Cannulas for fillers
The use of blunt cannulas involves fewer injection sites with less chance of bruising and more patient comfort. Often a combination of cannulas and needles is used to achieve the best result.
Recent Cheek Augmentation Reviews
Cheek Augmentation Photos
Micro-cannulas versus Needles
Needle injections are great in more superficial areas of the lips, such as philtral columns, vermillion border, and the finer lines around the lips. When more "inflation" of an area is needed micro-cannulas have proven to be a better choice.
The advantages of micro-cannulas include less bruising, less swelling, less pain. Micro-cannulas also allow for smoother contouring in areas such as jawline, cheeks, chin, tear troughs, brows, and even the body of the lips- any area that require deeper injections for sculpting, contouring and "lifting."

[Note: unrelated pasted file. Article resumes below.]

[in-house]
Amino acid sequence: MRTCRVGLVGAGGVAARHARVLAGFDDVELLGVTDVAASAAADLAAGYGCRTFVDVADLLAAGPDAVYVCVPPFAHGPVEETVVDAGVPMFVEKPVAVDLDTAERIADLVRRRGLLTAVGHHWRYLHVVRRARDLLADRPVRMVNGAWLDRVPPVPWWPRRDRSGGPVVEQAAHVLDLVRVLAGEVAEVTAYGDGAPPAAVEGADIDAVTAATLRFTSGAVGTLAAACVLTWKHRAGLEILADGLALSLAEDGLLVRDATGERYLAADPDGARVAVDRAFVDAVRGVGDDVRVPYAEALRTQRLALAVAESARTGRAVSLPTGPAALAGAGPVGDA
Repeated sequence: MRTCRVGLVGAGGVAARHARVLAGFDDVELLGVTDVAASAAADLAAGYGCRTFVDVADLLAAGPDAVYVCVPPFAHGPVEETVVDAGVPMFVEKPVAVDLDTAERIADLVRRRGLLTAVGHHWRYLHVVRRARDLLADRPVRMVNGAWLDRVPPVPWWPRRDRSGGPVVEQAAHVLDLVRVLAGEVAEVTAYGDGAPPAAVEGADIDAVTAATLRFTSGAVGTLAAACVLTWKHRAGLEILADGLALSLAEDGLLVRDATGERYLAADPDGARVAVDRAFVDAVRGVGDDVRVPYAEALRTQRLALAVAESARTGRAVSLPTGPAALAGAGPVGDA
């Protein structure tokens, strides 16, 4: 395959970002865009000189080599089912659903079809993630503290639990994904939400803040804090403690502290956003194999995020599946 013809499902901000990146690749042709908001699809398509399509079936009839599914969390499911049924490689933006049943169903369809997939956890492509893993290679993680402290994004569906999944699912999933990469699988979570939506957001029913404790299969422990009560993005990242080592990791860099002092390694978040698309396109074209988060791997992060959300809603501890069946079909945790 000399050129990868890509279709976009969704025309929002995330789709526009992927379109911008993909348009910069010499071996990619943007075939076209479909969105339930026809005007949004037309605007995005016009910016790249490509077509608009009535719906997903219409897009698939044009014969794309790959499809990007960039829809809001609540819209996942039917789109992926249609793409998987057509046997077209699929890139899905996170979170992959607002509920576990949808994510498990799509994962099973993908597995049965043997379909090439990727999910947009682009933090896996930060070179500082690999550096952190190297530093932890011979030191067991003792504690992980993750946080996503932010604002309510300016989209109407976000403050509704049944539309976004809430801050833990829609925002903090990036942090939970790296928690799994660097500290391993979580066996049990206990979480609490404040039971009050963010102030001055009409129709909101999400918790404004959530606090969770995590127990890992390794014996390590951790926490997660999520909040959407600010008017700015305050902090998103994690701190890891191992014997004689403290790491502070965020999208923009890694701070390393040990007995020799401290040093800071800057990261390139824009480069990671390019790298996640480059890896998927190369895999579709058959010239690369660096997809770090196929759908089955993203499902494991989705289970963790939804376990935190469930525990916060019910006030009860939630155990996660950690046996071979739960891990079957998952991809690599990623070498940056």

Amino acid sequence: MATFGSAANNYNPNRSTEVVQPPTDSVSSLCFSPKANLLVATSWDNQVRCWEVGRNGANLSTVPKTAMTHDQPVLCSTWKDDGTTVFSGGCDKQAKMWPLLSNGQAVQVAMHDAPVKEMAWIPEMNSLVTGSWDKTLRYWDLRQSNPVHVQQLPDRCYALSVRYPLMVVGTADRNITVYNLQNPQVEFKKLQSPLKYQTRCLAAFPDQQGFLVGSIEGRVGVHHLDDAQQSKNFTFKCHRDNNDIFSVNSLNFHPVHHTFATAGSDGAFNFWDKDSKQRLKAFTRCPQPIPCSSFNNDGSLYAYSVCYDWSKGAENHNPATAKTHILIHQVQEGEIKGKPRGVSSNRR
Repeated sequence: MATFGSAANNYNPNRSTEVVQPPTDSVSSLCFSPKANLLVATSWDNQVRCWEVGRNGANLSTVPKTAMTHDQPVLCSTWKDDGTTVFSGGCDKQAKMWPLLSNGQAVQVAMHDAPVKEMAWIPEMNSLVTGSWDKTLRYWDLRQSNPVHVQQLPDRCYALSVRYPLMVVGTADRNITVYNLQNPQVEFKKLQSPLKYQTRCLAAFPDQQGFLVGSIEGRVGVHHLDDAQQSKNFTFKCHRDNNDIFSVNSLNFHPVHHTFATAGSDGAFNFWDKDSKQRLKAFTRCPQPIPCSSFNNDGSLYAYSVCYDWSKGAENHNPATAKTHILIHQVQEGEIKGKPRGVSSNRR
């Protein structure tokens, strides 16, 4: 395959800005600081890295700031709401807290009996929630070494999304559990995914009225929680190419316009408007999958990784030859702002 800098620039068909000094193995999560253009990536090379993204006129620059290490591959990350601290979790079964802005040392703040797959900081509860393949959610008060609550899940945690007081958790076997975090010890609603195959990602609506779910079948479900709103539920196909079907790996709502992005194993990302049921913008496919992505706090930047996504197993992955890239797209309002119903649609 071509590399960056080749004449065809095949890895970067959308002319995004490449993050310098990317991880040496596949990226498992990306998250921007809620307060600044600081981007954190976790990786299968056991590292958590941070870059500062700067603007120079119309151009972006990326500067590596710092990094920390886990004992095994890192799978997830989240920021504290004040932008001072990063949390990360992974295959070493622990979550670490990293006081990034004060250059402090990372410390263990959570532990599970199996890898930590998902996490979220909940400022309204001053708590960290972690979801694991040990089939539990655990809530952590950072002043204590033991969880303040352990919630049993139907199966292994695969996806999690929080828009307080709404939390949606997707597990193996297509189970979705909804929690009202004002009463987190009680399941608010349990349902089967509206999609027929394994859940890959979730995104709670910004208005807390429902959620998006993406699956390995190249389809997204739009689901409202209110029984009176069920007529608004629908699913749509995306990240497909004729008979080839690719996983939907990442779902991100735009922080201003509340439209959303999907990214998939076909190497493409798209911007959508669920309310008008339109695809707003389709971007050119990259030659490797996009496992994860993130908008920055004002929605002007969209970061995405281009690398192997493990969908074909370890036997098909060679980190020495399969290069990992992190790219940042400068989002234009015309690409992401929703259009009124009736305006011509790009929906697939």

Blunt cannulas for cheeks, under eye, chin, and nasolabial folds superior to needles
I have been using blunt cannulas since early 2011. The pain, bruising, swelling, and length of the procedure have been significantly reduced with these cannulas. With only one or 2 skin entries, I can fill most of 1/2 of the face, in all the areas you describe. As other physicians have said, most of the pain occurs when you pierce the skin. Obviously, there is much less of this with the cannulas versus the needles. All fillers, like Radiesse, Restylane, Perlane, Juvederm can be injected this way. I don't use the cannulas for Sculptra because the areas where Sculptra needs to placed (along the bone and in the dermis) cannot be done with the cannulas easily. Also, using newly developed cold technology, my injections have become even less painful because the cold goes deeper than topicals can go and it works much faster too. Please see my video demonstrating the technique on former Mrs. of the USA, Jennifer Cirone.
Blunt cannula vs Needle
Blunt cannulas are less painful once it enters the skin for the resaons mentioned in other posts. However, please remember that blunt cannulas are more painful to get through the skin because more force has to be applied vs a fine needle. Most of the pain people feel is getting through the skin vs passing the needle once the skin is punctured.